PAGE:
Always Speak the Truth
“A lie is not the absence of truth, but the illusion of truth.”
I just read Sam Harris’ Lying. It’s a short and insightful read for anyone who wants an incredibly clear eyed view on the ethical, personal and societal ramifications of lying.
It’s clear from the beginning that he has a low tolerance for lying within the context of his life. A quick search of his blog brings up a post titled The High Cost of Tiny Lies. In it he states, “We live in a culture where the corrosive effect of lying is generally overlooked, and where people remain confused about the difference between truly harmless deceptions and seemingly tiny lies that damage trust.”
As the Stanford Encyclopedia of Philosophy states: To lie is to make a believed-false statement to another person with the intention that the other person believes that statement to be true. (LINK: Stanford Encyclopedia of Philosophy)
L1 is the traditional definition of lying. According to L1, there are at least four necessary conditions for lying.
Lying requires that a person make a statement (statement condition).
Lying requires that the person believe the statement to be false; that is, lying requires that the statement be untruthful (untruthfulness condition).
Lying requires that the untruthful statement be made to another person (addressee condition).
Lying requires that the person intend that the other person believe the untruthful statement to be true (intention to deceive the addressee condition).
There are ways of telling the truth that aren’t harmful. Often we think of those who are honest as brash, loud and obnoxious. Those who will tell a “white lie” as being sensitive and more socially attuned.
I would argue the opposite.
Those that are ethically driven to always be truthful will not lie to spare feelings but are incredibly socially adept at choosing words that are both honest, clear and kind. They are often more insightful to the toll that a lie can take, knowing it creates a false sense of reality, the one being lied to has a limited number of actual choices once they accept the lie as reality.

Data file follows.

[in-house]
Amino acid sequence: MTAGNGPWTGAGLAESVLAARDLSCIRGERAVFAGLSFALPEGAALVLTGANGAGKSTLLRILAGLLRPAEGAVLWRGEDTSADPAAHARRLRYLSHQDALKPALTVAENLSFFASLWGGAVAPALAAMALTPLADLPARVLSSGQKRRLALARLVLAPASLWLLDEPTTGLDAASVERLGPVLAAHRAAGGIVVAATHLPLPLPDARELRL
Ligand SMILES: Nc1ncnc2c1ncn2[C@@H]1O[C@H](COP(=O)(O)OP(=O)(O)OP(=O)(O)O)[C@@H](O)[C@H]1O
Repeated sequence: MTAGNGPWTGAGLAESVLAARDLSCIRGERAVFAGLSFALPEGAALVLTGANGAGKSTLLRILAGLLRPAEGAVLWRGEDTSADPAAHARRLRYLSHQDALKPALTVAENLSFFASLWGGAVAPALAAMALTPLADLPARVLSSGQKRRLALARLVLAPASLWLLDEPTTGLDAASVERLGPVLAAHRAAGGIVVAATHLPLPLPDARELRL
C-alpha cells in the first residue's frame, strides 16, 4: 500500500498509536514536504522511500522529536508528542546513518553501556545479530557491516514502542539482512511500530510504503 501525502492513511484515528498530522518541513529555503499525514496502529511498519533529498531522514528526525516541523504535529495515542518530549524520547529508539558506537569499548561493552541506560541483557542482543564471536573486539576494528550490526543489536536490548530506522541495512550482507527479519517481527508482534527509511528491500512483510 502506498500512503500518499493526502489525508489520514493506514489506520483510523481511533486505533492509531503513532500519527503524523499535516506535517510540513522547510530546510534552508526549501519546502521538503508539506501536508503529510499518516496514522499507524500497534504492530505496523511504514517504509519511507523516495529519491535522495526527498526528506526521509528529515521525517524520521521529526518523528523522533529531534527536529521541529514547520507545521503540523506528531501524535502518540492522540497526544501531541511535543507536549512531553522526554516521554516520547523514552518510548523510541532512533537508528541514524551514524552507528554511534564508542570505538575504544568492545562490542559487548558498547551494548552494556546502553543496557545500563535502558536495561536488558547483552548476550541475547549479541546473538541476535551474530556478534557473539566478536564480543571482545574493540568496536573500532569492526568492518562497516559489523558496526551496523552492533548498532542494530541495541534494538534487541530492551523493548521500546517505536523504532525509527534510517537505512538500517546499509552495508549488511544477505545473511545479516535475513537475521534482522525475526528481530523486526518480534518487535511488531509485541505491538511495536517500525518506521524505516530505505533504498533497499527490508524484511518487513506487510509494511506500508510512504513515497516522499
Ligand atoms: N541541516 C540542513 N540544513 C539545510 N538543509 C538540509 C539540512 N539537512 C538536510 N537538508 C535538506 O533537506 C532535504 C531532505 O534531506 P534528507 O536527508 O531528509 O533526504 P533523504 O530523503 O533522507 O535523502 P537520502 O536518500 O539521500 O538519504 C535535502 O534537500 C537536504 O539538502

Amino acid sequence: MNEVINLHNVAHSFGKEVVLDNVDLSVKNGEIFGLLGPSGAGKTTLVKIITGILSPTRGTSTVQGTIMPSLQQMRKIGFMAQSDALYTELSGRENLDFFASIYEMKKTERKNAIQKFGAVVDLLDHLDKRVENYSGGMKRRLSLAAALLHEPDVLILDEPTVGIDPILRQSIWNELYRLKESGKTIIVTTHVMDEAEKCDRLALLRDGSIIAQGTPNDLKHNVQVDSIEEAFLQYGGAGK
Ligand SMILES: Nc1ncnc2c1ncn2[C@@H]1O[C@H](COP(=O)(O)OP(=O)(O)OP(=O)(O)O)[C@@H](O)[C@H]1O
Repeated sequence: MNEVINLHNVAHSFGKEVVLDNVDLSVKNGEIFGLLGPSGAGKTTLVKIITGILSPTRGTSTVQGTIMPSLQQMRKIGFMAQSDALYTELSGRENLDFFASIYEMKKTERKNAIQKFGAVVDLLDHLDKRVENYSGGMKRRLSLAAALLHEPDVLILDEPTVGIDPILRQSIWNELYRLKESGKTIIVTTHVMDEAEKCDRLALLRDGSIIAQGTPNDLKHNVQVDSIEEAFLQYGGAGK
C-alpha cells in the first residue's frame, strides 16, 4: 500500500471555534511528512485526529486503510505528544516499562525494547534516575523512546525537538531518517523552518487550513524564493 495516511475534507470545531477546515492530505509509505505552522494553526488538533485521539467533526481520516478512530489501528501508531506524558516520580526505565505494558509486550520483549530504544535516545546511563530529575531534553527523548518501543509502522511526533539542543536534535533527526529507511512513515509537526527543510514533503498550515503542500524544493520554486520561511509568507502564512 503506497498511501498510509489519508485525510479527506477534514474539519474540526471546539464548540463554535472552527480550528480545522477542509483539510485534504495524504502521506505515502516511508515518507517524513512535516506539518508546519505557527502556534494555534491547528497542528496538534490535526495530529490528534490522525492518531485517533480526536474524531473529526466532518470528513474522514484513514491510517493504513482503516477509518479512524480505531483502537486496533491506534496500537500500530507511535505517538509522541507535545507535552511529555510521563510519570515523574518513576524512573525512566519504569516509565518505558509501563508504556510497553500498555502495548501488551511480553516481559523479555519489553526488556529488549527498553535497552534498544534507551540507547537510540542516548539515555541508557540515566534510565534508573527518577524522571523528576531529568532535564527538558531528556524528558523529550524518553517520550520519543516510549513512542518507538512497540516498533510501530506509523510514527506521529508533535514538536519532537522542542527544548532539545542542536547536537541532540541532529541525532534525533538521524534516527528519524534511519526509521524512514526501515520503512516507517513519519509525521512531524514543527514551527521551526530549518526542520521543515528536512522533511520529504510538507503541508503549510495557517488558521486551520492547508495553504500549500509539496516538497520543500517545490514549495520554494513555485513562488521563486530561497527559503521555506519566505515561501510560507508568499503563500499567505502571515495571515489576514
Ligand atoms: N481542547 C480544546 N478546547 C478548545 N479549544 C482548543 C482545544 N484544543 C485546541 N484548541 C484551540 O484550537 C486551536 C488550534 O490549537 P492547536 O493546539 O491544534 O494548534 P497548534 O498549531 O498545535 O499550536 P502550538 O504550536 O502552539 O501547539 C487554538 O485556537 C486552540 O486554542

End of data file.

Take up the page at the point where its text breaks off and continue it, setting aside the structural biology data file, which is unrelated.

“By lying, we deny others a view of the world as it is. Our dishonesty not only influences the choices they make, it often determines the choices they can make—and in ways we cannot always predict. Every lie is a direct assault upon the autonomy of those we lie to.” Sam Harris
If our objective is to help, not harm the person in the short or long term, it’s more helpful to tell the truth as you see it. That distinction is important, as I believe “truth” can be obscured by “morality”, which refers to behavior that aligns with our customs or society. Lying and deception is tied closely to Ethics, which is behavior that is considered right or wrong based on our own beliefs, regardless of culture or society.
I’ve found people often use their moral code as a means to justify their unethical behavior. “I couldn’t tell her the truth, it would have crushed her. I can’t be the reason she’s in pain, my job is to protect her.” is not a moral reason for lying, it’s your justification for taking the easy way and, in turn, removing her ability to make an informed decision about the direction of her life.
Lying in the Field
Let’s take an instance onsite that I’ve experienced. A smaller contractor is struggling with a job that’s too large for his/her crew. It’s straining all of their resources to the point of breaking. The contractor is giving their all and trying their hardest to make it work. When questioned by the crew as to the sustainability of the project, the owner generally says that “everything is fine”.
In this case the owner is lying to themself and to the crew.
The lie they are telling themselves is that they can handle everything, which is false (no one can handle everything). This false persona they have created in a moment of extreme stress will not serve them. They now have to bolster this false reality with a number of subsequent lies to maintain the deception. These falsehoods generally focus on “everyone” being out to get them, no one understanding how hard it is to operate a company, etc, etc. Mentally they back themselves into a corner with no easy or graceful way to get out.